|Year : 2008 | Volume
| Issue : 1 | Page : 32-34
Ligand-binding prediction for ErbB2, a key molecule in the pathogenesis of leprosy
Department of Clinical Laboratory Medicine, Faculty of Medicine, Chulalongkorn University, Bangkok, Thailand
Department of Clinical Laboratory Medicine, Faculty of Medicine, Chulalongkorn University, Bangkok- 10330
Source of Support: None, Conflict of Interest: None
Background and Aims: Mycobacterium leprae is an obligate intracellular pathogen. Ligand-binding is an important factor in the success of chemoprevention and chemotherapy. A new drug that can inhibit M. leprae binding to and activation of, ErbB2 and Erk1/2 in primary Schwann cells is the new therapeutic option. However, the ligand-binding pattern of ErbB2 has never been clarified. Methods: In this work, the author performed a ligand-binding prediction for ErbB2 using a new bioinformatics tool. Results: According to this study, nine strong possible ligands can be identified. Conclusion: These sites can be useful for further drug-development studies.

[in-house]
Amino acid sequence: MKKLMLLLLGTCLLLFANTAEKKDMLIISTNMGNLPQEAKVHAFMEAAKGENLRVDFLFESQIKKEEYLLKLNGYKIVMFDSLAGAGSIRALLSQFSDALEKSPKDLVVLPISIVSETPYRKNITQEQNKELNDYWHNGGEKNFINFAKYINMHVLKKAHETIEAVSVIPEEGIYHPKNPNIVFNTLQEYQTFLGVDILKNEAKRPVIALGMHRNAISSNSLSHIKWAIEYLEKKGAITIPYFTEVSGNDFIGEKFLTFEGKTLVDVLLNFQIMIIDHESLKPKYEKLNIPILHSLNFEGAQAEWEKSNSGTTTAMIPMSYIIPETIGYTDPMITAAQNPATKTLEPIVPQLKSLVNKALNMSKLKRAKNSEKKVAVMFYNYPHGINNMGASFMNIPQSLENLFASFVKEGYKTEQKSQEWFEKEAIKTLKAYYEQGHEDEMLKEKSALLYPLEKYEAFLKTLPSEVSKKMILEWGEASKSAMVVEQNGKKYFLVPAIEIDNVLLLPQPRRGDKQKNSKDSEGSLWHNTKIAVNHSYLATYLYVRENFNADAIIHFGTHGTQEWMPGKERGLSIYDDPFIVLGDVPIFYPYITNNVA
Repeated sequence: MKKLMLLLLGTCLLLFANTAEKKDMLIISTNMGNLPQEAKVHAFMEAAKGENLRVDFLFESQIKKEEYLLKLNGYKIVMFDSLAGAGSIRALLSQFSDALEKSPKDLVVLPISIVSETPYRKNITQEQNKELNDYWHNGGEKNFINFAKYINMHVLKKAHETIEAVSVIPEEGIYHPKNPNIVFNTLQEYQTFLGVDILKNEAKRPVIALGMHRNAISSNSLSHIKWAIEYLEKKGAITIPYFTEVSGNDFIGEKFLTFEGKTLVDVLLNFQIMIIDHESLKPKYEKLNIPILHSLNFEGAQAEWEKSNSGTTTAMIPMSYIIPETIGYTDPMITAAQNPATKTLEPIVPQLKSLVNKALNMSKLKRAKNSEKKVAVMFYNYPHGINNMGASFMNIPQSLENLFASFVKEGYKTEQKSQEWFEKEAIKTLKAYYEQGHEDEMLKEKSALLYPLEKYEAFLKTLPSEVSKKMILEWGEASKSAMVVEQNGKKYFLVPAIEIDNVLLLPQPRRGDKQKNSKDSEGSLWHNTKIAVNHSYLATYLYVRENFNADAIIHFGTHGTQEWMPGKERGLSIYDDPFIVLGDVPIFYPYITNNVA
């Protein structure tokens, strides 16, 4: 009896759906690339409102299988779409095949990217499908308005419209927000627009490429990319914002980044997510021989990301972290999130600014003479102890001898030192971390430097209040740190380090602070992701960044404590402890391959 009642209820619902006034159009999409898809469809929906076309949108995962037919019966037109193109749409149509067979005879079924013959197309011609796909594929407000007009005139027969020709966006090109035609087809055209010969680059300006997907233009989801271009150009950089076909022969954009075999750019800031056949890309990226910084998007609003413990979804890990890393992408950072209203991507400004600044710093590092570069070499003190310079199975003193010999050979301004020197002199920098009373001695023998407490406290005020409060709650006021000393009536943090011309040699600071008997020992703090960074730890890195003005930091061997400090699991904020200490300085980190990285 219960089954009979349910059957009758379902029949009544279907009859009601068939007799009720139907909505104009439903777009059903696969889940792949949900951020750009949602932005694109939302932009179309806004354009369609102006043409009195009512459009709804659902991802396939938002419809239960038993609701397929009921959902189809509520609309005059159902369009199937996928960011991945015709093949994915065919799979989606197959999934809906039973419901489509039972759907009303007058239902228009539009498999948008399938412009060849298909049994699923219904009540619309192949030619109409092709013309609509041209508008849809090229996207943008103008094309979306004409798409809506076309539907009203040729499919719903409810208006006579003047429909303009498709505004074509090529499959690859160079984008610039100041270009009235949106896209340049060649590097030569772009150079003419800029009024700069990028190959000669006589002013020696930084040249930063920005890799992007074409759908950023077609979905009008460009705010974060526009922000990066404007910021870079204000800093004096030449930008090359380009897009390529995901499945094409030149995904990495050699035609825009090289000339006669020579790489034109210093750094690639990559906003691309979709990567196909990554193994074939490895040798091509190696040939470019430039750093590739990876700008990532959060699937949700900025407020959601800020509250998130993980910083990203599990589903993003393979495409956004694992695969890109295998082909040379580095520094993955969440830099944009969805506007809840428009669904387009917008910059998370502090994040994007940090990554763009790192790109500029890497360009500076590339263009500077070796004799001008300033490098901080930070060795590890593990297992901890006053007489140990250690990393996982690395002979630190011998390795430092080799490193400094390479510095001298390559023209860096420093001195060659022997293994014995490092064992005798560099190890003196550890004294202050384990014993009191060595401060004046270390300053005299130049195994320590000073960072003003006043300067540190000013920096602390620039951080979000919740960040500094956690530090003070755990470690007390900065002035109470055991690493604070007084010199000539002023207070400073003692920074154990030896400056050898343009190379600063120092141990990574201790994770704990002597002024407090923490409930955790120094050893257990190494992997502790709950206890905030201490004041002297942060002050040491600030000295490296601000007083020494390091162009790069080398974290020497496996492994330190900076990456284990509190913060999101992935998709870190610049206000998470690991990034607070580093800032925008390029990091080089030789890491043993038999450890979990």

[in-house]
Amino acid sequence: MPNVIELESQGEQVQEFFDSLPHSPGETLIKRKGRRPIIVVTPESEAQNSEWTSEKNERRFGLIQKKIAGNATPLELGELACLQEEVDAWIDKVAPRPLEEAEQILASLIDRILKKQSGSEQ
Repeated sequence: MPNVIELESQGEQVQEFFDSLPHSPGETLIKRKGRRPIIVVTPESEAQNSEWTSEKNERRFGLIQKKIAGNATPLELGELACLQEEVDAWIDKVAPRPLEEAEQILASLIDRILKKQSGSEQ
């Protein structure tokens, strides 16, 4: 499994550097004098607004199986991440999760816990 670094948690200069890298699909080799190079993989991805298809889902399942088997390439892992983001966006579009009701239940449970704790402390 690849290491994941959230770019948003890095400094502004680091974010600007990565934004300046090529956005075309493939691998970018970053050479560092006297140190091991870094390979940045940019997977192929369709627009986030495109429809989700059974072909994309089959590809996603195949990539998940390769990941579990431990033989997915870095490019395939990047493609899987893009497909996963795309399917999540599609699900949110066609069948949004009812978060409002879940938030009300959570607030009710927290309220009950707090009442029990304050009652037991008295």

Keywords: ErbB2, Leprosy, Ligand binding, Trastuzumab
|How to cite this article:|
Wiwanitkit V. Ligand-binding prediction for ErbB2, a key molecule in the pathogenesis of leprosy. Indian J Dermatol Venereol Leprol 2008;74:32-4
|How to cite this URL:|
Wiwanitkit V. Ligand-binding prediction for ErbB2, a key molecule in the pathogenesis of leprosy. Indian J Dermatol Venereol Leprol [serial online] 2008 [cited 2020 Jun 2];74:32-4. Available from: http://www.ijdvl.com/text.asp?2008/74/1/32/38404
| Introduction|| |